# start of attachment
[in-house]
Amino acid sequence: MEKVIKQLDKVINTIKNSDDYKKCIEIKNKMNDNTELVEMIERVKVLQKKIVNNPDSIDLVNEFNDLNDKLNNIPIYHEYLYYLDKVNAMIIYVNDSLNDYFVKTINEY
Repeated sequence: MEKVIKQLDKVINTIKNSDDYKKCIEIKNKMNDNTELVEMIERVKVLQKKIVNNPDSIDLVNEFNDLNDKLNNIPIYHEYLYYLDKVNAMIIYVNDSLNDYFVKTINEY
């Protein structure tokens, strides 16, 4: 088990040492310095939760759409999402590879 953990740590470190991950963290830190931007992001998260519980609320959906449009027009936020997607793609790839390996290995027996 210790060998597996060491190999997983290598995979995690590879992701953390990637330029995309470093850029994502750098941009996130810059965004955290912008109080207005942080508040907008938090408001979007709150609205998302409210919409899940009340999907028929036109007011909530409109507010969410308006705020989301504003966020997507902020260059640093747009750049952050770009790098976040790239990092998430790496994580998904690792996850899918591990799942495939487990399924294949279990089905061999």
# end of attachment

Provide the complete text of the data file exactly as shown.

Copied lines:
[in-house]
Amino acid sequence: MEKVIKQLDKVINTIKNSDDYKKCIEIKNKMNDNTELVEMIERVKVLQKKIVNNPDSIDLVNEFNDLNDKLNNIPIYHEYLYYLDKVNAMIIYVNDSLNDYFVKTINEY
Repeated sequence: MEKVIKQLDKVINTIKNSDDYKKCIEIKNKMNDNTELVEMIERVKVLQKKIVNNPDSIDLVNEFNDLNDKLNNIPIYHEYLYYLDKVNAMIIYVNDSLNDYFVKTINEY
């Protein structure tokens, strides 16, 4: 088990040492310095939760759409999402590879 953990740590470190991950963290830190931007992001998260519980609320959906449009027009936020997607793609790839390996290995027996 210790060998597996060491190999997983290598995979995690590879992701953390990637330029995309470093850029994502750098941009996130810059965004955290912008109080207005942080508040907008938090408001979007709150609205998302409210919409899940009340999907028929036109007011909530409109507010969410308006705020989301504003966020997507902020260059640093747009750049952050770009790098976040790239990092998430790496994580998904690792996850899918591990799942495939487990399924294949279990089905061999």